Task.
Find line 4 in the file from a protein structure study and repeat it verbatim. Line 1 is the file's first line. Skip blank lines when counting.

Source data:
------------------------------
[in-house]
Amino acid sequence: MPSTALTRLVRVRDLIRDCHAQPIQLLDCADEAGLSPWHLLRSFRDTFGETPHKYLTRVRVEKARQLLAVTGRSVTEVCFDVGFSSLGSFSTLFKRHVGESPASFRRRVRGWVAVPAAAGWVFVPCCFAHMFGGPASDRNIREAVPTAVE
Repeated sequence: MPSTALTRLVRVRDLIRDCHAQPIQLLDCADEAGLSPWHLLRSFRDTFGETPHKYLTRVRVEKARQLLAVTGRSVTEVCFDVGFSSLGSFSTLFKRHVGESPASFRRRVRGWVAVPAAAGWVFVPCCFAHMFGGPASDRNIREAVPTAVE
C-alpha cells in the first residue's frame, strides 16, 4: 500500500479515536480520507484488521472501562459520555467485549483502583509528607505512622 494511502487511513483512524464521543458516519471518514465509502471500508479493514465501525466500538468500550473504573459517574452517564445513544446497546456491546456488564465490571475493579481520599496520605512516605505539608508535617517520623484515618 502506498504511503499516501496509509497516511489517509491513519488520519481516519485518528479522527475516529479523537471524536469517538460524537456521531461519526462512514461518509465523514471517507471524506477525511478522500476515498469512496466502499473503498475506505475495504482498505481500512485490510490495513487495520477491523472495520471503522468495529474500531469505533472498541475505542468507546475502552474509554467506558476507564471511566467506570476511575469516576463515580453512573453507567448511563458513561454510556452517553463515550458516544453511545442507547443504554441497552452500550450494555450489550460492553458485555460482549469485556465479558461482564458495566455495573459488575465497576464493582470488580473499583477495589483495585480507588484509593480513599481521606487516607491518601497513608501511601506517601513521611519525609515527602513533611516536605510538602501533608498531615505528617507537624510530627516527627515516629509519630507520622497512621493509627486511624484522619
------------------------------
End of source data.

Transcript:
C-alpha cells in the first residue's frame, strides 16, 4: 500500500479515536480520507484488521472501562459520555467485549483502583509528607505512622 494511502487511513483512524464521543458516519471518514465509502471500508479493514465501525466500538468500550473504573459517574452517564445513544446497546456491546456488564465490571475493579481520599496520605512516605505539608508535617517520623484515618 502506498504511503499516501496509509497516511489517509491513519488520519481516519485518528479522527475516529479523537471524536469517538460524537456521531461519526462512514461518509465523514471517507471524506477525511478522500476515498469512496466502499473503498475506505475495504482498505481500512485490510490495513487495520477491523472495520471503522468495529474500531469505533472498541475505542468507546475502552474509554467506558476507564471511566467506570476511575469516576463515580453512573453507567448511563458513561454510556452517553463515550458516544453511545442507547443504554441497552452500550450494555450489550460492553458485555460482549469485556465479558461482564458495566455495573459488575465497576464493582470488580473499583477495589483495585480507588484509593480513599481521606487516607491518601497513608501511601506517601513521611519525609515527602513533611516536605510538602501533608498531615505528617507537624510530627516527627515516629509519630507520622497512621493509627486511624484522619